~~ Corine’s guest post ~~
I am an observer and storyteller by nature. I find stories in everyday experiences. Whether in a line full of people at Starbucks or at home with my family, stories are always forming in my mind.
When I am in a large crowd or with people that I don’t know, I tend to be friendly but quiet; politely talking and responding only when spoken to, but always paying attention to the finer details around me. I take everything in, looking for something funny or interesting to relax my mind.
It is really only then, after settling into the situation comfortably, that I am able to start conversations and tell my own stories. Once this starts, my stories can flow like water.
My initial shyness comes from the usual birthplace of adult problems: my childhood. I grew up with a mother who was, and still is, a strict elementary school teacher. She ran our household like her classroom with many rules. She reiterated them in that familiar teacher voice over and over again (especially during any car ride). Her rules were:
1. Do not speak unless you are spoken to.
2. Do not touch anything.
3. Behave yourself.
4. Don’t embarrass me.
Easy enough if you aren’t a five-year-old kid. But, maybe now I realize they aren’t easy for anyone. At the end of each car ride, she would shriek “Remember what I said! Now, go have fun,” with the tone of “Have fun, but I am going to be watching every move you make so you better remember the rules! Or else!”
Thinking back to those car rides and her sternness makes me laugh.
Even though my social shyness is annoying to me, I have come to realize that it makes me a good observer. The simple act of being silent, and “taking it all in” allows me to turn an ordinary situation into an interesting story. Over time, I have also realized that some of the best stories come from the simplest of details: such as the subtlety’s of a person’s facial expression, the tone of their voice, or even an awkward body movement.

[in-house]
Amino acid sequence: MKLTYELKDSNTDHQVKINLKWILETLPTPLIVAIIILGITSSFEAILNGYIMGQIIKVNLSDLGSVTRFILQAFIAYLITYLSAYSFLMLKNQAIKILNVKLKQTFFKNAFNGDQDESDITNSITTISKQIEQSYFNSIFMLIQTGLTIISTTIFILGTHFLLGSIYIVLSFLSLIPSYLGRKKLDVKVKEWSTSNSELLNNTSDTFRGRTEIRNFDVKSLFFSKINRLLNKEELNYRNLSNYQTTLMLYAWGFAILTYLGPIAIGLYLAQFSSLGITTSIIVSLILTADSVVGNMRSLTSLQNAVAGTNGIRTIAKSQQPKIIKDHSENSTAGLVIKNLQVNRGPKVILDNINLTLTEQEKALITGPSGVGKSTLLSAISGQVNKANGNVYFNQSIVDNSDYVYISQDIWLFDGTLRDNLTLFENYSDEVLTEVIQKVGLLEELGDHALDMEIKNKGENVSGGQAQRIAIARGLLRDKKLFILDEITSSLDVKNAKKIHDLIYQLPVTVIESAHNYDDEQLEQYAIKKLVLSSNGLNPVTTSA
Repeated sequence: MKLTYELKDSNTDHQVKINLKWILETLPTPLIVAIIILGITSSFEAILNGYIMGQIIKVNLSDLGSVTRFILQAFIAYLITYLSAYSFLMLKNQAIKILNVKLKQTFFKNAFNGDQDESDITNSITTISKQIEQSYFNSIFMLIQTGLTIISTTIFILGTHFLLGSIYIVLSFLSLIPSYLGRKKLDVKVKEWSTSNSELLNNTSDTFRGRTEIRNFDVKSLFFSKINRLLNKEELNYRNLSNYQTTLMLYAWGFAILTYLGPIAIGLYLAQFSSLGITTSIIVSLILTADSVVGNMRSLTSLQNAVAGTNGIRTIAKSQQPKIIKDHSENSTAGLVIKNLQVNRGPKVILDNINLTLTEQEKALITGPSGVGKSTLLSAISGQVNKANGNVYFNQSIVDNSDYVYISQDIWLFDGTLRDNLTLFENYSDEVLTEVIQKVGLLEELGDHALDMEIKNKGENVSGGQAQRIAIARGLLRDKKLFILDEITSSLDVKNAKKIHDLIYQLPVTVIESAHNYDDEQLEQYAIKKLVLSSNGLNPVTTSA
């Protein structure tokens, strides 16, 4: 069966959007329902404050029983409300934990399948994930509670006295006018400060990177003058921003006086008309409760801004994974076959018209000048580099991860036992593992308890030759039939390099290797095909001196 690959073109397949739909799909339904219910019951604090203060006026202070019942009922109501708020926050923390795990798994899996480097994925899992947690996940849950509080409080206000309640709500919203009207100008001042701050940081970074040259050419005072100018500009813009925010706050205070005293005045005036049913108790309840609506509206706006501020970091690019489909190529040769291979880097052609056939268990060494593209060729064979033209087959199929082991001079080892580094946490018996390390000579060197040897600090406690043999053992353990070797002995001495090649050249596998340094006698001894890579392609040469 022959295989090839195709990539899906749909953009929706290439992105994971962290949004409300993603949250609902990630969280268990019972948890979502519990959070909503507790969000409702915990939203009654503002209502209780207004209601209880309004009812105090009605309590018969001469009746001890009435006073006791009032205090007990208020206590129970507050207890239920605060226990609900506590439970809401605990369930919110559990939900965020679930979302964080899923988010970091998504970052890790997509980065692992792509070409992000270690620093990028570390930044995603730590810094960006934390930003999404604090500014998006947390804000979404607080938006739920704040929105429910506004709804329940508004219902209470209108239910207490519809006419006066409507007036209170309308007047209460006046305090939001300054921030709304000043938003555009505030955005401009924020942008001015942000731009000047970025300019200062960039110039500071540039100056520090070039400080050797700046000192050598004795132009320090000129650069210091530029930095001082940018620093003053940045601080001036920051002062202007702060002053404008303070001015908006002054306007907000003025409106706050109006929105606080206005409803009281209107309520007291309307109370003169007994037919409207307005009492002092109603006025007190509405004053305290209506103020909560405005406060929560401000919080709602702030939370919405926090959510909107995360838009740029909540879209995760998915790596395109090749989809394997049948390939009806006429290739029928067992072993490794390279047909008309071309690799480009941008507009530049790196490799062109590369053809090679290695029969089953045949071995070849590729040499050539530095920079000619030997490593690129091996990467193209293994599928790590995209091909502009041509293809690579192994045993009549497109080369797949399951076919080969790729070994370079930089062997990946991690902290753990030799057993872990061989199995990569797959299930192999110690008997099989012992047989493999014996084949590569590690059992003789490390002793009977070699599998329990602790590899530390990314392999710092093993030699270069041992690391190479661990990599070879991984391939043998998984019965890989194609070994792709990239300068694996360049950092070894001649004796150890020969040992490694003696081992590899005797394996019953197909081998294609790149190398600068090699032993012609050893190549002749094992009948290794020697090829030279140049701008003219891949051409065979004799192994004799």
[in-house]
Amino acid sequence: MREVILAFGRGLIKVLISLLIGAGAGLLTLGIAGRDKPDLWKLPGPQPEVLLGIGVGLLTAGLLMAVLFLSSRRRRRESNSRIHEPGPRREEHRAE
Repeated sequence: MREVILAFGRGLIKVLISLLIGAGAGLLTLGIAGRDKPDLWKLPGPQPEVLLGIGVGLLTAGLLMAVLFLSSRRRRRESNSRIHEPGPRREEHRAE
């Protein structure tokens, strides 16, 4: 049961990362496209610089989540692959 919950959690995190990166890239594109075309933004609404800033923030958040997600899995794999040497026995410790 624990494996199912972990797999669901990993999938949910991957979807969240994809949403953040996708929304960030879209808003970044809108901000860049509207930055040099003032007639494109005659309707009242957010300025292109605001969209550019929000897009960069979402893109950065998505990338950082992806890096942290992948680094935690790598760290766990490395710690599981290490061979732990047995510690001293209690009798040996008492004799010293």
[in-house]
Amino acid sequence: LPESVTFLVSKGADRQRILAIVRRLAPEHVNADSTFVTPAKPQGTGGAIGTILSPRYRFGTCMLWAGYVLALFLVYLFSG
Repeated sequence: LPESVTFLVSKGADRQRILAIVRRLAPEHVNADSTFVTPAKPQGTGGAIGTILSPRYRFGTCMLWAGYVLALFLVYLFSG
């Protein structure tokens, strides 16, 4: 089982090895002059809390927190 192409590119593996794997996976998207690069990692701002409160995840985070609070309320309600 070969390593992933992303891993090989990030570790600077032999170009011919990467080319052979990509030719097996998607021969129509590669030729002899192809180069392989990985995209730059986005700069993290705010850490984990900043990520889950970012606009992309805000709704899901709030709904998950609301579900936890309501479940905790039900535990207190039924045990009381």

I love the power of storytelling and making people smile.
What traits and past experiences shape your storytelling?
Synopsis: “Click.” “Tap.” Tag and Post. An adored baby tells a modern tale about life in today’s digital world. #BabyLove: My Social Life highlights the social phenomena of sharing daily activities using technology and social networks.
“A charming modernization of the traditional bedtime tale.”- Reviewed by Kirkus
“#BabyLove: My Social Life, is a clever and entertaining look at raising children in the age of social media… The author’s story flows beautifully, and her illustrations are brightly colored, cheerful and humorous… Dehghanpisheh’s wry and subtle humor is evident throughout this story that will entertain adults as well as the children they share the book with. #BabyLove: My Social Life is highly recommended for tech-savvy parents and their babies.” – Reviewed by Readers’ Favorite
“#BabyLove offers a hipster view of contemporary parenting. Beneath the story of technological trendiness, however, lies a more enduring portrait of nurture and joy.” – Reviewed by Foreword Clarion Reviews
About the Author:
She was a Mom’s Choice Awards® Silver Recipient and a Next Generation Indie Author Finalist for her debut children’s book Can We Play Again?, which was published in March 2012. Her inspiration for this book came from her work as a Licensed Creative Arts Therapist in NYC.
When Corine is not busy being creative, she is most likely having fun taking pictures of her family. Corine lives in Manhattan, NY with her husband and new baby.
To learn more, go to http://www.booksbycorined.com/